It seems like a minute ago my babies were tiny enough to be snuggled into my neck, 18 months ago their cheeks still bore the chubbiness of childhood, and now they stretch almost from my chin to my toes, transforming into young women even though they have had to learn to keep their world small, just for the moment, and then one moment more.
I have friendships that are over 40 years old, yet I don’t feel any different from how I felt when I was 17 full of unrealised dreams and aspirations and nary a moment to waste. I am almost 47 now and I am in lockdown, but still with at least 30 more years of unrealised dreams and aspirations that leave me feeling restless, as I put them on hold, just for the moment and then one moment more.
The increasing numbers are meaning nothing now because I am doing what I can, and it’s not enough. None of it is enough. Control is just an illusion. I don’t have control. You don’t have control. They don’t have control. We will have to learn to live with it. We will. In the same way we learn to live with other things that senselessly destroy lives. We will learn to live with it for just for the moment, and then one moment more.
I lie awake at night thinking of the refugees that have been locked up for eight years. The 15 year old boys who have become 23 year old men. And I feel chest aching sorrow. Because if I hurt this much because my daughters, all of us, are missing out on so much because of this pandemic, how have they felt, how have their families felt as they hold on, just for the moment, and then one moment more?
I ponder gratitude, this determination people have for us to be thankful for the time we are ‘forced’ to spend with their partners and children. I don’t need to be forced to spend time with them. I like them. But they are missing out on their wider family. Their friends. The people they love and who make their lives better just for being in the world. I am missing out on mine. I know, I know. It’s just for the moment. And then one moment more.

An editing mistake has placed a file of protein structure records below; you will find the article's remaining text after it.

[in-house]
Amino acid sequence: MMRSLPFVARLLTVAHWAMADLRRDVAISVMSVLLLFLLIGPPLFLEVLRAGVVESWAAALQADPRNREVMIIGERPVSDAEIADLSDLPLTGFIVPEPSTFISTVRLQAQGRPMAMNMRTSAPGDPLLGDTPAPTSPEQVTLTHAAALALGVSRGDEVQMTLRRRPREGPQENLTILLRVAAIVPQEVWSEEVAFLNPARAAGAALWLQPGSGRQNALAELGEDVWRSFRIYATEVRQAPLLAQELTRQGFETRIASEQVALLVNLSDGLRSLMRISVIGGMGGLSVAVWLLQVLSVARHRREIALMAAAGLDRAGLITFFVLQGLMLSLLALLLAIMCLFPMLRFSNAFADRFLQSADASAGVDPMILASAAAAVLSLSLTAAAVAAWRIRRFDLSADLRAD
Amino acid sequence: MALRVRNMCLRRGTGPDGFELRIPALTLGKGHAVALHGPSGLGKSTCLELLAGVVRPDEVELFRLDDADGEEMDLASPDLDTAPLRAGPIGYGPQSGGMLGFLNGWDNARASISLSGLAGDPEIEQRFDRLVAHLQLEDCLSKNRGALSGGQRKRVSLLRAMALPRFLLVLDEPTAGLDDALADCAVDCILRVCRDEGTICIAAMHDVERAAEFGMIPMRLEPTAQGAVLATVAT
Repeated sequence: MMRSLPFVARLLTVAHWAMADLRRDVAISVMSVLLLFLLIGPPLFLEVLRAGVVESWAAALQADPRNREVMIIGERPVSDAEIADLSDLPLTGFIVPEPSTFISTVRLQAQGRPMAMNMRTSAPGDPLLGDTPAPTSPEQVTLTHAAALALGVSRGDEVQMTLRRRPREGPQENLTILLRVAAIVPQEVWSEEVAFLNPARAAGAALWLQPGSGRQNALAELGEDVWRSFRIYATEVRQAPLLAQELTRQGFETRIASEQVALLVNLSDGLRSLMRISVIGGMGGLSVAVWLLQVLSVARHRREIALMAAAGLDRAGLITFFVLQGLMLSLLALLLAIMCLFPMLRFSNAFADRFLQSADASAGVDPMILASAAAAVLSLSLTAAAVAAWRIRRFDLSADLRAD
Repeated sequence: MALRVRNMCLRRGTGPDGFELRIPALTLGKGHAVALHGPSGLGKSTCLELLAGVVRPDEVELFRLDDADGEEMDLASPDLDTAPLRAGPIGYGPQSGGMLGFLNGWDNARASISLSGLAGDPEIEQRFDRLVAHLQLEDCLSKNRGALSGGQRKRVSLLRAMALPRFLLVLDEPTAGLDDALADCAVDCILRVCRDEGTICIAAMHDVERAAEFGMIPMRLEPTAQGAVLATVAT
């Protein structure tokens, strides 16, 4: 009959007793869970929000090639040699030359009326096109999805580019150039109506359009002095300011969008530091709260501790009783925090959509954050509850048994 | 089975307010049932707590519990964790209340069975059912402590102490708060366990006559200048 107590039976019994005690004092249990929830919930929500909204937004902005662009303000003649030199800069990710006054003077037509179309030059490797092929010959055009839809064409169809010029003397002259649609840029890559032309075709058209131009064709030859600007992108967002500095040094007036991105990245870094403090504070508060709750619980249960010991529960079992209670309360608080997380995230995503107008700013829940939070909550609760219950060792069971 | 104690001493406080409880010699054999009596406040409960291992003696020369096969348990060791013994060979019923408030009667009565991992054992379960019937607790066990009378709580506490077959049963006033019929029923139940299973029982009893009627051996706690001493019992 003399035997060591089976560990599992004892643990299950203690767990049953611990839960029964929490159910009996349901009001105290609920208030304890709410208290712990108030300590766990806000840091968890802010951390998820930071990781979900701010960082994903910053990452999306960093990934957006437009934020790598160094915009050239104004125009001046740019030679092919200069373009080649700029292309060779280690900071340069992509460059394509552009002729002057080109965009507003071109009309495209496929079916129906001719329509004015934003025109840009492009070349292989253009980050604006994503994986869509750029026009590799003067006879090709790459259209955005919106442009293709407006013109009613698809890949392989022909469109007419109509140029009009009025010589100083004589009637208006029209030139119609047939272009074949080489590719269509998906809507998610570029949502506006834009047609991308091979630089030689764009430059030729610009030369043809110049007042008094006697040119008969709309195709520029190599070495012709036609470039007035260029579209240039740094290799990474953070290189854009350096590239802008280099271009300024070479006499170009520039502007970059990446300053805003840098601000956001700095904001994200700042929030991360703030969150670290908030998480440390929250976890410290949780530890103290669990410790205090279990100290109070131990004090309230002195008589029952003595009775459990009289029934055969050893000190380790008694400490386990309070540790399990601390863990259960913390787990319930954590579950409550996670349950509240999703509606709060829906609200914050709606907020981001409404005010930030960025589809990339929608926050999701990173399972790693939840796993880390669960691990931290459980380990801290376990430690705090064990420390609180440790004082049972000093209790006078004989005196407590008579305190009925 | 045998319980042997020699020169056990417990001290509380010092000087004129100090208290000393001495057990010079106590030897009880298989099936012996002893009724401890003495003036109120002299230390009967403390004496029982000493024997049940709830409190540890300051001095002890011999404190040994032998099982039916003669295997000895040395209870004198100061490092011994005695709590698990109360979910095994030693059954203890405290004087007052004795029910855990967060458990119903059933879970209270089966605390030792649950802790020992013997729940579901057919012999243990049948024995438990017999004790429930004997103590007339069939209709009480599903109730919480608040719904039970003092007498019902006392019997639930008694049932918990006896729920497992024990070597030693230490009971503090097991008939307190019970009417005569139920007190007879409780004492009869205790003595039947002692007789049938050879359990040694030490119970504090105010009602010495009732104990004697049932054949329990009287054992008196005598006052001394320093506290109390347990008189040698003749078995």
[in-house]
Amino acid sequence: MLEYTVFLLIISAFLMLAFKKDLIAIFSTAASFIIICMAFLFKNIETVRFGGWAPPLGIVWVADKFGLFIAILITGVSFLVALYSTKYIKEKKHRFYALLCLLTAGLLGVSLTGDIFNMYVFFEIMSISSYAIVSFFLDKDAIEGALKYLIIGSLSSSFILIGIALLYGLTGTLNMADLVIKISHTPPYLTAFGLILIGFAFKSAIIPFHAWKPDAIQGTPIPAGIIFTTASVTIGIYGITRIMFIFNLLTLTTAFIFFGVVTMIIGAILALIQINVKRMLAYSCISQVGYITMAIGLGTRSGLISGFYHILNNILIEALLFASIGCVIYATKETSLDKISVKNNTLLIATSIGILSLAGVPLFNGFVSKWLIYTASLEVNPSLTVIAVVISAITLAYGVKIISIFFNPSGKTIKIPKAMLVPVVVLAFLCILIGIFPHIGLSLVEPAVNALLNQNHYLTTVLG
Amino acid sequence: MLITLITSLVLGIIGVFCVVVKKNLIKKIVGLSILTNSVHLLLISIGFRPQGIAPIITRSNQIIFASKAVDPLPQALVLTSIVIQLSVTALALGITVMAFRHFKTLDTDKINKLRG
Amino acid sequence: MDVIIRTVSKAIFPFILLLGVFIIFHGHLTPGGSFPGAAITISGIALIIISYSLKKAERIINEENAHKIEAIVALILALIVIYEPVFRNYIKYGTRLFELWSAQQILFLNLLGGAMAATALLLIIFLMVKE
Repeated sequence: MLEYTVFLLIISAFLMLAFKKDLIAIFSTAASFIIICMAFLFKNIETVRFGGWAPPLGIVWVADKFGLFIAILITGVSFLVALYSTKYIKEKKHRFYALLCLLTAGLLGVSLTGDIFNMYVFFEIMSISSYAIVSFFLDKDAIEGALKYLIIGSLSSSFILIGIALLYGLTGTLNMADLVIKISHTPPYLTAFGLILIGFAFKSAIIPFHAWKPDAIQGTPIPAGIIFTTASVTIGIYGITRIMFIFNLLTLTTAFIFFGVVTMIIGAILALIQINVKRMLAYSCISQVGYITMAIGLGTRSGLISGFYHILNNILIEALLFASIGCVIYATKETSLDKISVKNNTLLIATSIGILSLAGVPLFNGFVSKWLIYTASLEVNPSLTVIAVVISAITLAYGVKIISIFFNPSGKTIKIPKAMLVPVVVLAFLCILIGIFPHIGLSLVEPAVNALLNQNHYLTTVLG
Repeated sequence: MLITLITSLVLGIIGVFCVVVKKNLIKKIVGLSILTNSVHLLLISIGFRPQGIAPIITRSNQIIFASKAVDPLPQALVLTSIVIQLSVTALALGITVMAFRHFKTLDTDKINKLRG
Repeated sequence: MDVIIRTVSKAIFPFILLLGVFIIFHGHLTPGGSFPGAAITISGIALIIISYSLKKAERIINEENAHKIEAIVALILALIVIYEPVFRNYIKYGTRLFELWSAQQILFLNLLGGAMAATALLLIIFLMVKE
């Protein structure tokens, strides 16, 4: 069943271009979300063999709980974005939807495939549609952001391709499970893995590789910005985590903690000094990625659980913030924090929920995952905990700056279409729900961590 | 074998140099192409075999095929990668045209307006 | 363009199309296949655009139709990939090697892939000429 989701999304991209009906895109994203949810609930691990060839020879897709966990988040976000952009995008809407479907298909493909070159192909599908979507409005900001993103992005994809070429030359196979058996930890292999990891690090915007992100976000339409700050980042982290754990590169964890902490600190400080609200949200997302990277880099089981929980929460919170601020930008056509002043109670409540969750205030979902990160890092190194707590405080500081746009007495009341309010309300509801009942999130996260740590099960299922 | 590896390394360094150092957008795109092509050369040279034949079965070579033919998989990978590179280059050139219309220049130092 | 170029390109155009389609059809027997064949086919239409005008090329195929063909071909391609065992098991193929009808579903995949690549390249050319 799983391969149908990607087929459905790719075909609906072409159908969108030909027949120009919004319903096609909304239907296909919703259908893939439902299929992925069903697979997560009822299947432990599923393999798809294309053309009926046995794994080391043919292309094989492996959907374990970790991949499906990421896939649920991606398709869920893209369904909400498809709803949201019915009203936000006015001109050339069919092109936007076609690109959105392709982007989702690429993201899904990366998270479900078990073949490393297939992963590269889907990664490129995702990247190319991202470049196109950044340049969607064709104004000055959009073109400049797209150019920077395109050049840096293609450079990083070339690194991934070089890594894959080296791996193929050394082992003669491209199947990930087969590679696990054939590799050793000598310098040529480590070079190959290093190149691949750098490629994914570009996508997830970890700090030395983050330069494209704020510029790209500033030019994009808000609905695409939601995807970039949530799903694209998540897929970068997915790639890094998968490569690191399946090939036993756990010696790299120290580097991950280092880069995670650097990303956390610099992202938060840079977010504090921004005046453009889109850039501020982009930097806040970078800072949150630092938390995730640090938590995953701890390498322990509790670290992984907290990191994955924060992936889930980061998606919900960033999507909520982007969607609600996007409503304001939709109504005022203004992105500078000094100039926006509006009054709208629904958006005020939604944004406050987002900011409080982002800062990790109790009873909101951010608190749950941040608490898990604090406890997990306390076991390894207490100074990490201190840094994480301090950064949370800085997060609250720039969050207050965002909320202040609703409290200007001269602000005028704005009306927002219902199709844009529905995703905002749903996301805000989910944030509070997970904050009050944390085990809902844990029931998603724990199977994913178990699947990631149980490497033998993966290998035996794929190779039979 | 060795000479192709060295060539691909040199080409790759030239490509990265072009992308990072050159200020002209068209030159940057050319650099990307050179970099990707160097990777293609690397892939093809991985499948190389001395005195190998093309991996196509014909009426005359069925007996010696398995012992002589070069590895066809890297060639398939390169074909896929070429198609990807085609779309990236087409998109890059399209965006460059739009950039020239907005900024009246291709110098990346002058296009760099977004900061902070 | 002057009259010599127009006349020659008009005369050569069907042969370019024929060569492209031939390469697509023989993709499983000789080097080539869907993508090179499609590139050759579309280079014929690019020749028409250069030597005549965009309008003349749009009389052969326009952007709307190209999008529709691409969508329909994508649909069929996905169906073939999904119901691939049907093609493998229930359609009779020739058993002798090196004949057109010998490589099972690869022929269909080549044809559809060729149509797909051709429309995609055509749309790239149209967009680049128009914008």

I ruminate about touch. I think about how so many people are missing out on touch. A quick hug as a greeting. A casual hand on the shoulder as a point is made during dinner. A handshake at the start of a meeting. A jokey hip bump on the dance floor. A high five from a team mate. Those small casual moments where two people show affection and connection. Those ones we pull back from now. Those ones we avoid. Just for the moment and then one moment more.
I think about all those people who lack my privilege. Not just in Australia but worldwide. The ones who don’t have jobs they can stay home and do. The ones that keep the world moving. The ones most likely to end up with Covid. The unsung heroes as well as the widely lauded ones. The cleaner, the shelf stacker, the bin collectors as well as the nurses, the doctors, the teachers. All of them getting on with it, just for the moment and then one moment more.
I don’t like this perpetual state of being on hold. I don’t like it at all. But even as my chest tightens with the discomfort of it all, as my anxiety roars loudly, and I panic about all the memory making we are all missing out on, I know that I will go with it. I will do it. Just for the moment and then one moment more.